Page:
Sunday, 17 February 2013

#341: Late Life Romance

Before the spirit of Valentine's Day evaporates completely, I feel I should point out that the plot of Quartet (the subject of my Silver Screen post), though unrealistic in many respects, does hinge on a late life romance that is entirely plausible.  When the two older opera stars (one half of the quartet) meet again, make up, and fall in love once more, we are completely convinced.  We know this can happen. 

The New York Times recently featured just such a story in their Modern Love column. Contributor Eve Pell writes about her relationship with Sam whom she first spotted at her San Francisco running club (I love that detail).  She was 68 and he was 10 years older.  She contrived to meet him, they hit it off, and soon they were more than running partners. This is such a sweet story, both happy and sad, and it reminded me of my mother and the man she met when I wasn't looking.

In 1982, I encouraged my widowed, 69 year-old-mother to move from Edmonton to Guelph.  She had been here one year when we announced our sabbatical plans.  We chose to spend the year in Edmonton (where our in laws lived), and my mother was left to her own devices. I felt as if we had abandoned her.

I should not have worried. I returned at the end of our time away to discover that she had met someone special.  Bill Butler was a widowed, retired, 80-year old manufacturer who was looking for a housekeeper, and my mother applied for the job.  Those who knew Sally are floored by this detail.  (Eve Pell, at least, was a runner, but my mother was no housekeeper.)  But she was cute and smart, and read the Business section of the Globe and Mail every day. Bill was smitten.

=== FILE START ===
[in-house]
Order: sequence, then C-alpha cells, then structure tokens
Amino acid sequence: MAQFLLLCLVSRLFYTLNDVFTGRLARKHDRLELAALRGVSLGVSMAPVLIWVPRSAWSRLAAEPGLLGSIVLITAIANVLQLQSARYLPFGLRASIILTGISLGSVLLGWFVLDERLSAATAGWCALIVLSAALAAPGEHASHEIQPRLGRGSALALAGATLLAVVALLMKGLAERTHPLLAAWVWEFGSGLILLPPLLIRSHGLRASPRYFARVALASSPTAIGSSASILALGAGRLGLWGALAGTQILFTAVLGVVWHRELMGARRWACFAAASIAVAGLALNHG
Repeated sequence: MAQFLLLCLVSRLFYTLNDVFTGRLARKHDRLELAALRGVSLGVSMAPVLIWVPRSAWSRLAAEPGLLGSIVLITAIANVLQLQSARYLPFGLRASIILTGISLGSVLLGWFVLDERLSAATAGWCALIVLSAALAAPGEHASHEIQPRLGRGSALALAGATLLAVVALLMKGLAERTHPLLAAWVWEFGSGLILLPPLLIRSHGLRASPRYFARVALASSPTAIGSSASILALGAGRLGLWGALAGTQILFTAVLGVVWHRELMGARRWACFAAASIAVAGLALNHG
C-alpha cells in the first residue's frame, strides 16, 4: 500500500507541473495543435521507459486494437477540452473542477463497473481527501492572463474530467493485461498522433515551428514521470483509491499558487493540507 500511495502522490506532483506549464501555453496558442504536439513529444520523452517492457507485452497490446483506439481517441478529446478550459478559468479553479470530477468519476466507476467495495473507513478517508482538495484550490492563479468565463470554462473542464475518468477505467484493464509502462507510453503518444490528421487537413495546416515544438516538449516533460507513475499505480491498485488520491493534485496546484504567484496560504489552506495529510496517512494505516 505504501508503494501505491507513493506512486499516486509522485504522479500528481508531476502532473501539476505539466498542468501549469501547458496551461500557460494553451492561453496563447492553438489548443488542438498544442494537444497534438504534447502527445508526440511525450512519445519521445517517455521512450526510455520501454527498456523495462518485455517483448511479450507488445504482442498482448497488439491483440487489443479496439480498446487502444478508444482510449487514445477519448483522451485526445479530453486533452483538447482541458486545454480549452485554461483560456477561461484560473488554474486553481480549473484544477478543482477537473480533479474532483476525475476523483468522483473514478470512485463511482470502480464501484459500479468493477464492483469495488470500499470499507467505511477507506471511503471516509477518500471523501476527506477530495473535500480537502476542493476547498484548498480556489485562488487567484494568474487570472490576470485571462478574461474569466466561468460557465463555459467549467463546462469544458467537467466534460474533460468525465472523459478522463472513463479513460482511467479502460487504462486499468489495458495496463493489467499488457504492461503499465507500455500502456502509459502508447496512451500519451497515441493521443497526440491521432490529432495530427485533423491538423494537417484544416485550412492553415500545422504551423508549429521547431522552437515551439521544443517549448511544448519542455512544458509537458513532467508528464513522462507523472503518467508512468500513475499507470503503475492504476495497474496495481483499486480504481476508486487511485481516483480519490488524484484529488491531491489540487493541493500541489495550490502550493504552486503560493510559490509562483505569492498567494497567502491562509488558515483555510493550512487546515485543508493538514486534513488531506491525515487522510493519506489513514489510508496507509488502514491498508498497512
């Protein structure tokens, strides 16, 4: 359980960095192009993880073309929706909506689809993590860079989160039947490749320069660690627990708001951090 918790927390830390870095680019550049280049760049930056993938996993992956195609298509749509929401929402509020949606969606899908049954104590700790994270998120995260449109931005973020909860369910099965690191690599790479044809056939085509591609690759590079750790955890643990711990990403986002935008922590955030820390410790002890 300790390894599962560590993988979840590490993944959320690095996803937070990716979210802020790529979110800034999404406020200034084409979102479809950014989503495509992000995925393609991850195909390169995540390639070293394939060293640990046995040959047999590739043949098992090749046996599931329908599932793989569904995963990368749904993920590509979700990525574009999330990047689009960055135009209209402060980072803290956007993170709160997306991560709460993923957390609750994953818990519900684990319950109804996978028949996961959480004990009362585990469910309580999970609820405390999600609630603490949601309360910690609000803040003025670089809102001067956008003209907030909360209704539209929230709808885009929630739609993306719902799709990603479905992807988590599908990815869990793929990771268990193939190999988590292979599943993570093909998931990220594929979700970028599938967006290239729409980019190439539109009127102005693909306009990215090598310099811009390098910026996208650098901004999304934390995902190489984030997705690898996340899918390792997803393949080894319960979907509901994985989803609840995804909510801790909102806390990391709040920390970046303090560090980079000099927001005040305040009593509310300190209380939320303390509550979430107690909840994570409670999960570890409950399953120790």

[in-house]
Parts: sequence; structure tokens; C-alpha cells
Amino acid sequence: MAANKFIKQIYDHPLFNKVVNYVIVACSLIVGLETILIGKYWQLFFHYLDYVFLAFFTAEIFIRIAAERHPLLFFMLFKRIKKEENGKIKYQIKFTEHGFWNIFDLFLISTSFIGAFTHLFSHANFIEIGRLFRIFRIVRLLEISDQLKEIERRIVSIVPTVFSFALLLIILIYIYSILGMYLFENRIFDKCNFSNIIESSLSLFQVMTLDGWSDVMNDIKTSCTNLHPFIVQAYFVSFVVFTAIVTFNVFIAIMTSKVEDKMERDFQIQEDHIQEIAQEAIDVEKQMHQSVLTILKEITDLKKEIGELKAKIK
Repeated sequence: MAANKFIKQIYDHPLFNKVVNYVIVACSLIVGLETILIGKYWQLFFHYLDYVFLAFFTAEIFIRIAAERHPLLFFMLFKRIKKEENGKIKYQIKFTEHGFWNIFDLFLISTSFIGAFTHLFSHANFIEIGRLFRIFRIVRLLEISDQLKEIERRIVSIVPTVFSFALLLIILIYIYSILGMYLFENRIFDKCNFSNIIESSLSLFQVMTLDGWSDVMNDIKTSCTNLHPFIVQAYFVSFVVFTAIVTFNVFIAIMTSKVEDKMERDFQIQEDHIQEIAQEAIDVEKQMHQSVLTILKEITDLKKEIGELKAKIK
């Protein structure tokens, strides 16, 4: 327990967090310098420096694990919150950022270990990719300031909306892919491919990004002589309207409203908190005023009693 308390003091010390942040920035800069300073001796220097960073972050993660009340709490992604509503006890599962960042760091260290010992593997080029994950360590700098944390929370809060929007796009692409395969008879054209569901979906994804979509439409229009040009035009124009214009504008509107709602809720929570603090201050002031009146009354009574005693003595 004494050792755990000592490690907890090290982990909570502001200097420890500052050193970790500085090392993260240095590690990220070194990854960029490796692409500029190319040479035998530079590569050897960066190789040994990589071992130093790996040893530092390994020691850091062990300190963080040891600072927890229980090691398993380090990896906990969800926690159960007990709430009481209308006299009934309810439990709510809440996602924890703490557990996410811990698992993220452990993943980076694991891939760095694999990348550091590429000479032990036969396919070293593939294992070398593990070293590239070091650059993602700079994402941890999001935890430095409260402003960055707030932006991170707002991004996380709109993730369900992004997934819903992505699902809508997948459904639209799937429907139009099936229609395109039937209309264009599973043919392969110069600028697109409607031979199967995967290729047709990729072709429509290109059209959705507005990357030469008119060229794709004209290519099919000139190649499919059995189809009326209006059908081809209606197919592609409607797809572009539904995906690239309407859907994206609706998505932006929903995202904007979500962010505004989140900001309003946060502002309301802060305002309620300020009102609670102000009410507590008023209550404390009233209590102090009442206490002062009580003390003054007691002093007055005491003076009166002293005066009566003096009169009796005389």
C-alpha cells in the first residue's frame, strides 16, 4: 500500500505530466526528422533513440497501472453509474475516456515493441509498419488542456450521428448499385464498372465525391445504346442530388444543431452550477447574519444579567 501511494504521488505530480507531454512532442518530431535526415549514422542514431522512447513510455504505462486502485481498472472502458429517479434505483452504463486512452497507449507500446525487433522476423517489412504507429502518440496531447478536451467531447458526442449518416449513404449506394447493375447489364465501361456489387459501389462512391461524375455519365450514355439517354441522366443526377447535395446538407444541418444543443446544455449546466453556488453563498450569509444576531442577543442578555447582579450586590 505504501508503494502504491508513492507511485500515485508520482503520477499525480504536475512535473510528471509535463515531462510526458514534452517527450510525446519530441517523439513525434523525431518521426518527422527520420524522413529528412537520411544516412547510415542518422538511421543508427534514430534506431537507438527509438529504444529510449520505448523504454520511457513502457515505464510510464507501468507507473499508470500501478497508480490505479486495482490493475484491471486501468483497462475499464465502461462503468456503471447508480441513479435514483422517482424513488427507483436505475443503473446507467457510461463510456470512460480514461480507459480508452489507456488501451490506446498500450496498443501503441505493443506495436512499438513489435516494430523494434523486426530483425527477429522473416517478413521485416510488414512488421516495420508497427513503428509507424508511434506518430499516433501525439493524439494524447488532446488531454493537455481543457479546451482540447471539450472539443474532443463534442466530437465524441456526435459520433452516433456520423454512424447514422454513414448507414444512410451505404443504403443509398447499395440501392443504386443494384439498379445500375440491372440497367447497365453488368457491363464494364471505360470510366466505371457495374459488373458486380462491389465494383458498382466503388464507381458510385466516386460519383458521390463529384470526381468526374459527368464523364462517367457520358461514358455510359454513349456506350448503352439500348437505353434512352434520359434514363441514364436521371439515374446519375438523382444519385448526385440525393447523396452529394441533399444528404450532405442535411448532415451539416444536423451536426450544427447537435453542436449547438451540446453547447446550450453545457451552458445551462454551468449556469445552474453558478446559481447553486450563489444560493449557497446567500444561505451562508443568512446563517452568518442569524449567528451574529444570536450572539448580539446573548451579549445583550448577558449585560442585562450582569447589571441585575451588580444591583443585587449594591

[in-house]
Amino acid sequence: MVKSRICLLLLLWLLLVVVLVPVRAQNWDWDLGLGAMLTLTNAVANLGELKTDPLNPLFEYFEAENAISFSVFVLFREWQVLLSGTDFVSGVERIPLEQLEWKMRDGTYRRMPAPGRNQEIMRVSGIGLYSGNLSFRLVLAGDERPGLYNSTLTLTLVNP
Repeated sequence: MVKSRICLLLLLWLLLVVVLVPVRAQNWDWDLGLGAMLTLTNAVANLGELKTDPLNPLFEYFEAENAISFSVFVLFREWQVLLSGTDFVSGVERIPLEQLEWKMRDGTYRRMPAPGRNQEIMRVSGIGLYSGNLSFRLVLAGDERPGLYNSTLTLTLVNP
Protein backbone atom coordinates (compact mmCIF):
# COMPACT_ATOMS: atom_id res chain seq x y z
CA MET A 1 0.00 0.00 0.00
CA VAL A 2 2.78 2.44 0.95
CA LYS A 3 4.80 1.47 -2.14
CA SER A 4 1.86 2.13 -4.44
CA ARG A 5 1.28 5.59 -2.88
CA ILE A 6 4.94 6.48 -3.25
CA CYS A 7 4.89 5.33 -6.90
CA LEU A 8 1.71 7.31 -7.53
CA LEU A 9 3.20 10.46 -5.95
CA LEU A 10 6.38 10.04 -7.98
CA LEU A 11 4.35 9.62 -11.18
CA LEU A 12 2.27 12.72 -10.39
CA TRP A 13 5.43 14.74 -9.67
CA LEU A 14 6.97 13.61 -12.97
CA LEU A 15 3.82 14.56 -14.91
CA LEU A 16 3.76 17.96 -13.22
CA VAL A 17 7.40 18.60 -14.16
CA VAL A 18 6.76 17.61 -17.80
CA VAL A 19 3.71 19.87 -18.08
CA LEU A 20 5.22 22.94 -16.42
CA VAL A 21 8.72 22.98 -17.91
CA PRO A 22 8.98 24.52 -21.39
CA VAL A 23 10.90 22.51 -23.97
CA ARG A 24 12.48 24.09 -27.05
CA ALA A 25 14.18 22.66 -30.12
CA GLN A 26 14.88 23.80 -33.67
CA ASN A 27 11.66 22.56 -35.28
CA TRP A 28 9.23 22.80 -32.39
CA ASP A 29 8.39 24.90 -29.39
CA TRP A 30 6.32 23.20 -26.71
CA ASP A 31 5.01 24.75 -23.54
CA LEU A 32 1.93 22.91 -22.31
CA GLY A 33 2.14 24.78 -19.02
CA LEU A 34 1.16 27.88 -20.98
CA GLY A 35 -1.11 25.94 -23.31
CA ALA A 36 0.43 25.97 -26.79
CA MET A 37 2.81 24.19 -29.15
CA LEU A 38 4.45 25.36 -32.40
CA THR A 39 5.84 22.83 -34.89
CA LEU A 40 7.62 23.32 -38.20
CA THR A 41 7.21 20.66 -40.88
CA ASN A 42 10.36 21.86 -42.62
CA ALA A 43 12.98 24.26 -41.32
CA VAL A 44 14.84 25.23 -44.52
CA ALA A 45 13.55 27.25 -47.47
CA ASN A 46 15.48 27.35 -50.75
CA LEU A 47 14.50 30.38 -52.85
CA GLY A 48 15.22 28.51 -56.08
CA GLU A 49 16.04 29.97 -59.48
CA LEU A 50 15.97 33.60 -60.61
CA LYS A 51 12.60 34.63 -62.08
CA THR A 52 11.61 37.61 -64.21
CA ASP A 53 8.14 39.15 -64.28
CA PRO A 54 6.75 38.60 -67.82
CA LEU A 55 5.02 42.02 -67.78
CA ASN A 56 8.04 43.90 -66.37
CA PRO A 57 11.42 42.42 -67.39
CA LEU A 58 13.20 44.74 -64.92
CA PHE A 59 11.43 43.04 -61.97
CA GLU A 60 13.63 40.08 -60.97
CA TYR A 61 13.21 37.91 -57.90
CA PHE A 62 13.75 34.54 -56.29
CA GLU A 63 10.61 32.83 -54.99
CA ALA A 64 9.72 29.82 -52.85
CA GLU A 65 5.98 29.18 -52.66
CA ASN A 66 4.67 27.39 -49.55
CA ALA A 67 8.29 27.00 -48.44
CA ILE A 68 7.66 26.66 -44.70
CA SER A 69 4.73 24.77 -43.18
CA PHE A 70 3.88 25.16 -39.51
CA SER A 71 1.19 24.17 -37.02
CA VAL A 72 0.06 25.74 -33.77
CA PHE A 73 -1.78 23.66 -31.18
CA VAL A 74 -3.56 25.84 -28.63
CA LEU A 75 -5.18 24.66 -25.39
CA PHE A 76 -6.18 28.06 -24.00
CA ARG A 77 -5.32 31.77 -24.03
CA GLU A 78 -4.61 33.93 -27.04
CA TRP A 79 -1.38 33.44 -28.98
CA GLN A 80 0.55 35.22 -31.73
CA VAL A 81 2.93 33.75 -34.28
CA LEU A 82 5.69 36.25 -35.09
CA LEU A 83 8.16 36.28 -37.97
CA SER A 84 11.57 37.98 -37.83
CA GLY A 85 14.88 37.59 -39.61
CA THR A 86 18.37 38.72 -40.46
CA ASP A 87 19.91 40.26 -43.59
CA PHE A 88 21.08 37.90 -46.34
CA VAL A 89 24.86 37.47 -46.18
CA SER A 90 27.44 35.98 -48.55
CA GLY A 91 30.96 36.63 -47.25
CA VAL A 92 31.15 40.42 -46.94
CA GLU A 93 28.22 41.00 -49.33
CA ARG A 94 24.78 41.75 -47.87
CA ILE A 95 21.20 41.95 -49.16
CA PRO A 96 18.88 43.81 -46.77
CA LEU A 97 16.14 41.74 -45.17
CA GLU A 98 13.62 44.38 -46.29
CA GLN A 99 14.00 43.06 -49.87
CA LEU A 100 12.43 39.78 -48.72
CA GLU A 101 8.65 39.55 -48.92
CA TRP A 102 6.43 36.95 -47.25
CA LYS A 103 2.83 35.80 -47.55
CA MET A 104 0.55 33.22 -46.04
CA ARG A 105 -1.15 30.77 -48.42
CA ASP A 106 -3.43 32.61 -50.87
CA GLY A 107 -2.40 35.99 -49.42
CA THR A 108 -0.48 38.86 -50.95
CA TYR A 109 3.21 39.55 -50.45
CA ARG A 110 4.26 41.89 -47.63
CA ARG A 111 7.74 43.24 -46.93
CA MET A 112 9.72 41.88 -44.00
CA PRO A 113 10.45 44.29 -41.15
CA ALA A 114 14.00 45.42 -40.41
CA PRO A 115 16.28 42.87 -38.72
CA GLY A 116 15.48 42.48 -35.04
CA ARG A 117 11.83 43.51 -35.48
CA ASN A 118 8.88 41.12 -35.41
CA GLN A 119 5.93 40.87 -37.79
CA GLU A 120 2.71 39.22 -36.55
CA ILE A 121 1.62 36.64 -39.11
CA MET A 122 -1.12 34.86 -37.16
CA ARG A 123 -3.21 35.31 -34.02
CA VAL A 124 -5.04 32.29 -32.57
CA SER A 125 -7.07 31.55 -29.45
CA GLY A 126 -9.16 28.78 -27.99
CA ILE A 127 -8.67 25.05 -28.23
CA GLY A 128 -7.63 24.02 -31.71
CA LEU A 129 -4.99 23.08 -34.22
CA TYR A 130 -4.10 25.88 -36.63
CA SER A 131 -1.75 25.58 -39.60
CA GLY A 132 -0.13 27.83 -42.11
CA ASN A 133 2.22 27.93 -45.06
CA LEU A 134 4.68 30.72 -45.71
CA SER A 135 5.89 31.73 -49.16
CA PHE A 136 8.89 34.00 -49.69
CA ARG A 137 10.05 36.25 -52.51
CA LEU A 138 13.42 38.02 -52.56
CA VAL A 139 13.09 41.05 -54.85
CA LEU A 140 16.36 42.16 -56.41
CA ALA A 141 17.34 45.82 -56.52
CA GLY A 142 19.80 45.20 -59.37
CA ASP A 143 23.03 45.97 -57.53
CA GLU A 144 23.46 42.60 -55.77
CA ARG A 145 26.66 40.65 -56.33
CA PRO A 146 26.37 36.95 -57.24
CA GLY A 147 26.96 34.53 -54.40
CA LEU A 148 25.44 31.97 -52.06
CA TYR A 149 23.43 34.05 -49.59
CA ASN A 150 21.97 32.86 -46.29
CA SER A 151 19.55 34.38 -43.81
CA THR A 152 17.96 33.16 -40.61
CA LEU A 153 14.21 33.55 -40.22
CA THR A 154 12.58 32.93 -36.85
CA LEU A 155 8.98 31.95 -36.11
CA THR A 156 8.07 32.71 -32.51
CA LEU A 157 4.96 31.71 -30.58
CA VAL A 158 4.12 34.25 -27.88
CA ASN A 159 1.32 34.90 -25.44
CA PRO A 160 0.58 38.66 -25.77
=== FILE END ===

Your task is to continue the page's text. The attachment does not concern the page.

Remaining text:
I was barely back in Ontario when I got a call from my mother.  "Bill and I want to go away for a weekend up north, but I don't think he should pick me up at my apartment.  I have neighbours who would gossip."  So I picked up Mum for her illicit weekend, and she and Bill left from my house. I doubt our neighbours noticed anything at all, but if they did, I hope they were thinking, as I was: "Go Sally, Go!"

Sally and Bill were married in our living room, and they moved down the road to Cambridge where Bill had lived previously.  They bought a condo, furnished it, and hired a cleaning lady.  My 70 year-old mother learned to drive. She and Bill spent two happy winters in Florida, and that is where he had his first heart attack. They were together for only three years, but it was a happy time for both. You can't hope for much more when Cupid pays a final visit.

Another chance for romance?  Just give thanks.

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